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Here is how a '3,000-km-sized storm' may create more chaos for B.C. travellers

Holiday plans for millions of people across North America could be affected by this expansive storm.

B.C. travellers have grappled with "unprecedented" flight cancellations out of B.C.'s biggest airport this week — but a gargantuan winter storm may cause further mayhem over the holidays.

While the winter holidays already see the most air passenger traffic of the year at Vancouver International Airport (YVR), this year's holiday week has been dramatically impacted by a brutal winter storm overnight Monday (Dec.19) that produced roughly 30 cm of fresh snowfall.

Hundreds of travellers were stranded at YVR airport following the snowstorm, with many people forced to stay on the tarmac in planes. Countless air passengers struggled to locate their luggage in a sea of piled-up belongings.

And while the snow stopped falling on Tuesday, the ramifications from widespread flight cancellations have far-reaching effects, with many people unable to re-book flights that fall close to their original departure date. For many people, the next chance for a flight will leave several days after their original flight was scheduled to leave.

As of noon on Wednesday, 283 flights were cancelled at the Vancouver airport in the past 24 hours, according to international flight tracker FlightAware.

Now, a 3,000-km-sized storm is making its way across North America, bringing the potential for more chaos across the global flight network. Domestically, flights heading back east out of YVR may be cancelled, while many flights heading to the west coast from back east may not make it off the tarmac.

Flights headed to popular sun destinations, such as Cancun, Orlando, Miami, or Ocho Rios, Jamaica, may also be cancelled if they involve a domestic connection back east. Flights to the "Big Apple" ahead of Christmas Day may get cut, too. 

What is causing this travel trepidation? 

A "historic surge of Arctic air"  diving south from the Arctic to the Gulf of Mexico over the next day will "trigger an incredibly strong storm" ahead of the Christmas holidays, according to a recent report from The Weather Network.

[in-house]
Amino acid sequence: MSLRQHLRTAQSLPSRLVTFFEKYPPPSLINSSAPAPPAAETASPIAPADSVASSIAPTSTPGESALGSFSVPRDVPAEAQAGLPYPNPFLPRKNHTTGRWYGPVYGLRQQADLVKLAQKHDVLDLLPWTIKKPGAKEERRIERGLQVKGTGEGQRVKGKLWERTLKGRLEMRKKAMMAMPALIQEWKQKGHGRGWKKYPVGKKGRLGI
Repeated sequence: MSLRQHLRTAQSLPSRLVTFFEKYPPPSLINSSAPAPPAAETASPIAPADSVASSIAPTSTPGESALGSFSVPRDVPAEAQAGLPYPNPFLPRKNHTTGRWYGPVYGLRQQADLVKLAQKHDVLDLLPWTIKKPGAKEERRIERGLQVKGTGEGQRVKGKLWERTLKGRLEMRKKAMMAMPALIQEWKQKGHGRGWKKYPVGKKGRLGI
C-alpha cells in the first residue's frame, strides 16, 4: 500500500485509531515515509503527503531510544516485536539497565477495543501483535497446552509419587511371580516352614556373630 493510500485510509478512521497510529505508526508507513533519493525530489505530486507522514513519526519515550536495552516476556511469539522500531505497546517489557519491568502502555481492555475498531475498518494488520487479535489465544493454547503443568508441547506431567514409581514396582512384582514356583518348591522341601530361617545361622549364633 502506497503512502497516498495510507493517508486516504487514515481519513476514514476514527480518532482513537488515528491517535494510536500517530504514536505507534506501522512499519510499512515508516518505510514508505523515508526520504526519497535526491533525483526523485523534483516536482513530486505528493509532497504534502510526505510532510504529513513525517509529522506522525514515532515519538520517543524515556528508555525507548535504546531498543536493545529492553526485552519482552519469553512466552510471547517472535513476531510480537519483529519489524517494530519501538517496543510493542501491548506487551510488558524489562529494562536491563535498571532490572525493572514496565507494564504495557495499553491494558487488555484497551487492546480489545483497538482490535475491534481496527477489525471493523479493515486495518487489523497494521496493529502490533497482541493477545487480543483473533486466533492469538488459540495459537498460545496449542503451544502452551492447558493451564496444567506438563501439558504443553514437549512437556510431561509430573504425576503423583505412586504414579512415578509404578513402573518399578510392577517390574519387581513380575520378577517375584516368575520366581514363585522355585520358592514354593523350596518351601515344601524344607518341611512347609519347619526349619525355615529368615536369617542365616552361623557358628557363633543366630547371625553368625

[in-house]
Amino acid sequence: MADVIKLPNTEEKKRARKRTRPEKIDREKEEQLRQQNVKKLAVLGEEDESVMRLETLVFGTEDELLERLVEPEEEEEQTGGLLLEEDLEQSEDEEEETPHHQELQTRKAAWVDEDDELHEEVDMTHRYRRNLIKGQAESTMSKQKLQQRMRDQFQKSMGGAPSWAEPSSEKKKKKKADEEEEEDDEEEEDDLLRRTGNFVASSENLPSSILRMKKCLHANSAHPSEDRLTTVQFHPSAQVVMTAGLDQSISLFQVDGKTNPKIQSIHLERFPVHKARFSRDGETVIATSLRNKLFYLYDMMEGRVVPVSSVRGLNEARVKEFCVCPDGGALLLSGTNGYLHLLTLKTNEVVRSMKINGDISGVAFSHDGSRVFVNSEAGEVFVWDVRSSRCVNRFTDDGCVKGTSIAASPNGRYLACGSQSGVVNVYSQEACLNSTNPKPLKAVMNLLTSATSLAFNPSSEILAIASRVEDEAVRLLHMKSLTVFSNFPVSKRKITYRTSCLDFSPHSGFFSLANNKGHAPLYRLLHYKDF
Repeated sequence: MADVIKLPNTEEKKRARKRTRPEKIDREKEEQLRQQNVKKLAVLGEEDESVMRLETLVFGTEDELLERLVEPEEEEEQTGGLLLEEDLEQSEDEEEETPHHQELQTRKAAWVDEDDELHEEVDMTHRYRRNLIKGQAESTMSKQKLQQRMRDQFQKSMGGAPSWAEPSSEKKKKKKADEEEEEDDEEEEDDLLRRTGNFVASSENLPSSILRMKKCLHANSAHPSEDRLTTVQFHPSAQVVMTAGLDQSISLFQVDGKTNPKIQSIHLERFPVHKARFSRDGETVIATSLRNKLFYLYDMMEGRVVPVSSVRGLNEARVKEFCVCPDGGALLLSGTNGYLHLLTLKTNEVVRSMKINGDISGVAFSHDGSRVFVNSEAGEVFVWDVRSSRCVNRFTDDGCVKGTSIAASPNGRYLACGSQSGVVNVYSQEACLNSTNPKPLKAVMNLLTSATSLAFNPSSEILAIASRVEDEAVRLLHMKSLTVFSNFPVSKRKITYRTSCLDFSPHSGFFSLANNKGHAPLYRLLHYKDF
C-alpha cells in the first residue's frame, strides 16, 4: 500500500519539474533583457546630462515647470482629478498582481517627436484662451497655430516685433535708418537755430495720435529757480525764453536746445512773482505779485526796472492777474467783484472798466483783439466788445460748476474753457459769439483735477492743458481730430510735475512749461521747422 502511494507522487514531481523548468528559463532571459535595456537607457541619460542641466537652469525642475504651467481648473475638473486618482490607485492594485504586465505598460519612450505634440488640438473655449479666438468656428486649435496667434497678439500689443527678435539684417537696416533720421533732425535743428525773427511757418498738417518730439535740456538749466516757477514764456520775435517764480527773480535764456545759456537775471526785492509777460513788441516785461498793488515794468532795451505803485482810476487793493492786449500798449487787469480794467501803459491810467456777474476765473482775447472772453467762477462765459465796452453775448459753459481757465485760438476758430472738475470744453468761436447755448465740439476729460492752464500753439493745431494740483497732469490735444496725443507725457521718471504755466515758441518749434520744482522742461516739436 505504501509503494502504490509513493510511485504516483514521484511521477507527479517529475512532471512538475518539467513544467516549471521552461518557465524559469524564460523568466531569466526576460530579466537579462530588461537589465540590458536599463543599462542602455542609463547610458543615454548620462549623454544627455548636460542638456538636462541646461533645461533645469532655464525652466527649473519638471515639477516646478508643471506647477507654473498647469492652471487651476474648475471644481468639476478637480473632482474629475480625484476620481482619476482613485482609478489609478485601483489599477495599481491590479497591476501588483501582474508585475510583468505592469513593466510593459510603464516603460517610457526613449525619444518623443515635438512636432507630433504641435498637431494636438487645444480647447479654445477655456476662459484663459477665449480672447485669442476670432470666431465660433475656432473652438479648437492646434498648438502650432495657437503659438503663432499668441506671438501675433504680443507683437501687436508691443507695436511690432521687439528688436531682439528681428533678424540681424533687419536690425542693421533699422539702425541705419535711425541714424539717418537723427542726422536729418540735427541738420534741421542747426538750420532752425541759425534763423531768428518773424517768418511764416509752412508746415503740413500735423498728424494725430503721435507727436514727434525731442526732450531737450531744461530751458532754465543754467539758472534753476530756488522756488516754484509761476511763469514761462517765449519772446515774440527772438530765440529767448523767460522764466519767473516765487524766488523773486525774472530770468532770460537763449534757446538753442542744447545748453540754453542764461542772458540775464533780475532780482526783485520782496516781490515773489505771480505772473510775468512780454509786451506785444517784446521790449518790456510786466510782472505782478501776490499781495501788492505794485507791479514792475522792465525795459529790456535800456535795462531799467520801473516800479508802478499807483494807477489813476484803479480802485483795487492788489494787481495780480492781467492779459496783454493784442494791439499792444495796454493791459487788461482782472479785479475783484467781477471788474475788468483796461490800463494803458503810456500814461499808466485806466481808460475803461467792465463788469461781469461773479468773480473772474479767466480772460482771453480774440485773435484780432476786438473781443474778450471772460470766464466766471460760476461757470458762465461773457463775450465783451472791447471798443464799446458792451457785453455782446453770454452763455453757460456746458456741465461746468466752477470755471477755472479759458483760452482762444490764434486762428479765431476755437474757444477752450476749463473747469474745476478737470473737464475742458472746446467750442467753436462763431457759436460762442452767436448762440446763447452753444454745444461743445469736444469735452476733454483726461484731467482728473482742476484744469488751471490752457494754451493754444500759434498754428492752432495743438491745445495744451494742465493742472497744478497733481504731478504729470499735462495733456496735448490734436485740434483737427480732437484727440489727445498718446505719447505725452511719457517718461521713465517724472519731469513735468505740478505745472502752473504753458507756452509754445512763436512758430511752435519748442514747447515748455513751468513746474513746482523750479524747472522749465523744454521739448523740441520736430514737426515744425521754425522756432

The Arctic air is forecasted to clash with "subtropical warmth and moisture over the Mississippi Valley," sparking a "weather bomb" over the Great Lakes. 

Following the "weather bomb," a "roller-coaster of weather conditions" is expected to have massive impacts across North America.

"The sheer size of this storm, the flash freeze potential and blizzard conditions with powerful winds and impressive snowfall totals are what has forecasters' attention," said Kelly Sonnenburg, a meteorologist at The Weather Network.

Christmas Eve, Dec. 24, is highlighted as a particularly troubling day, with upwards of 300 million people across the continent waking up to temperatures below 0°C as the deep freeze expands its icy reach.

People should prepare for dangerous travel conditions, power outages, flight cancellations and delays, and damage to infrastructure due to powerful winds. 

What to do if you have a flight booked at Vancouver International Airport

A significant number of aircraft still remain at YVR and continue to cause congestion on the airfield. To help depart aircraft from the airport and get crews and passengers safely on their way, the airport is temporarily limiting arriving international flights for approximately 48 hours. 

Travellers should check weather conditions several days in advance of their flight. But they shouldn't only check the weather in their departure city and destination. Instead, they should look at the weather across North America, as it has an impact on the network, FlightAware spokesperson and aerospace expert Kathleen Bangs told Vancouver Is Awesome in a previous interview.

If possible, booking a backup flight provides an option during peak travel times when cancellations are likely. Depending on the fare class that you book, you can cancel the backup flight if needed and use the credit for future travel. 

Always book travel insurance with trip interruption, trip cancellation, medical for over at least $5 million, and comprehensive baggage loss and delay. Read the fine print closely. 

The Vancouver airport's team has issued several YVR updates over the past couple of days, with many of them thanking the travelling public for their continued patience as the crew clears the ice and snow.

Find out everything Vancouver travellers need to know about cancellations during inclement weather and over the holidays